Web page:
-The third workpackage (WP3) essentially consisted in a systematic effort to characterize the structures formed by amphiphilic oligourea sequences prepared in WP1 and complexes formed in the context of WP2. The ability of the sequences to form discrete assemblies was first evaluated by using mass spectrometry under native conditions. Crystallization screens were performed by the researcher on all compounds synthesized in WP1 (with and without guest molecules) and five different sequences gave crystals (H1, H3, H4, H5 and H7). All of these crystals have been mounted on loops and sent to synchrotron for X-ray diffraction studies and structure determination and remarkably, four structures at atomic resolution have been solved out of which three are from sequences in complex with guest molecules. It is noteworthy that the resolution of three structures of helix bundles with guest molecules is well above the expected deliverables originally proposed in the project.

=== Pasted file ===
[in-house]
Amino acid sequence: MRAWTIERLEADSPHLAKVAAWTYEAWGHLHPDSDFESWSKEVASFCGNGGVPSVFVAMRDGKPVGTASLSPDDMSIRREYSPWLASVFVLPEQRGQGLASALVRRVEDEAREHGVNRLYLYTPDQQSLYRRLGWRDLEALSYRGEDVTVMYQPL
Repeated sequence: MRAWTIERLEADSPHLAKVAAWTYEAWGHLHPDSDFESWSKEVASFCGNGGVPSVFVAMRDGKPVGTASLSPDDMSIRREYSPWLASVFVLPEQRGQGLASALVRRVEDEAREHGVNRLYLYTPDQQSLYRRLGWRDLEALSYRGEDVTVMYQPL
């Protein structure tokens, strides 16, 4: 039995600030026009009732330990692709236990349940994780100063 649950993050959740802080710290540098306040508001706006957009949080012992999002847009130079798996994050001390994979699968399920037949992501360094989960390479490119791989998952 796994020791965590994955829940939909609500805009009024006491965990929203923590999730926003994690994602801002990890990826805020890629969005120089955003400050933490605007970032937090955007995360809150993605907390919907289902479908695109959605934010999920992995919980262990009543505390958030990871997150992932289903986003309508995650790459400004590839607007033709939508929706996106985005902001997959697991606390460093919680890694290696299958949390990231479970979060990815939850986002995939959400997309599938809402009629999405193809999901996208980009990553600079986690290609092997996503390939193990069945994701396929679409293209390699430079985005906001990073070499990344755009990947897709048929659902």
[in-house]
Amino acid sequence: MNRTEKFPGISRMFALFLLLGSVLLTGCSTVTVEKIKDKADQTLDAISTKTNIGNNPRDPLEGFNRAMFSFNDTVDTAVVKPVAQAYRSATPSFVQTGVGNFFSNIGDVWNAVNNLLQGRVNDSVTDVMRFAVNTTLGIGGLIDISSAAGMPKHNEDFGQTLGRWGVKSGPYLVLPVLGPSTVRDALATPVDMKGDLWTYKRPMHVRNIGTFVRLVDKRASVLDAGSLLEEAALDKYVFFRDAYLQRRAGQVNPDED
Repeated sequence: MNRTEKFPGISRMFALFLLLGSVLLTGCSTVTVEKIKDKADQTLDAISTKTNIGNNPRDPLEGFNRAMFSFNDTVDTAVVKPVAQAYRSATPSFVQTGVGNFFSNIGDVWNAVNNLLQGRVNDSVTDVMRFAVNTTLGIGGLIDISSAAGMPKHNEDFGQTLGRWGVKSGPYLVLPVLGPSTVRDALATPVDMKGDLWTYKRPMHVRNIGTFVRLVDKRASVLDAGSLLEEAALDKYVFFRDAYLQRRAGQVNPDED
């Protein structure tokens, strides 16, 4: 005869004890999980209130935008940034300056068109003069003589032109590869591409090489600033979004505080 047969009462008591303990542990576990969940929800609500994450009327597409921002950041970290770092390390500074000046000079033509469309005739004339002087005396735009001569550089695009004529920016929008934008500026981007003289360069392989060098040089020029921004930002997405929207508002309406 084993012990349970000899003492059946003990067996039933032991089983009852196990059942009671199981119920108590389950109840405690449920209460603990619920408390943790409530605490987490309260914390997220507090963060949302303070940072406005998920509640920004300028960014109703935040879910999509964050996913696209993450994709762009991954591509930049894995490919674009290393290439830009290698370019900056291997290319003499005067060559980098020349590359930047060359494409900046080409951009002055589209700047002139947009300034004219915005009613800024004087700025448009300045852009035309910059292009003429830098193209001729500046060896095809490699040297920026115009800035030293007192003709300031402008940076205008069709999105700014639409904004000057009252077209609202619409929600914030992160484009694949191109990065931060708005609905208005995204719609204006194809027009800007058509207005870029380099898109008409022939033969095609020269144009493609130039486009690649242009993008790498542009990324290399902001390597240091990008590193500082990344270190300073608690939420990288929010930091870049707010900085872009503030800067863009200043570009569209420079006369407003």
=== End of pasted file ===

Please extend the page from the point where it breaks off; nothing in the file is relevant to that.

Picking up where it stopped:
It is worth mentioning that the resolution of three structures of helix bundles with guest molecules achieved during the project in less than 12months is well above the expected deliverables originally proposed in the project. Because the preliminary results obtained during the course of the project as discussed above (characterization of new host-guest interactions inside the helix bundles) are extremely encouraging, efforts are currently engaged to pursue this overall research programme after termination of the action. In terms of dissemination, the writing of at least one paper that will incorporate some of the results obtained by the researcher in FOLDASYNBIO is undergoing.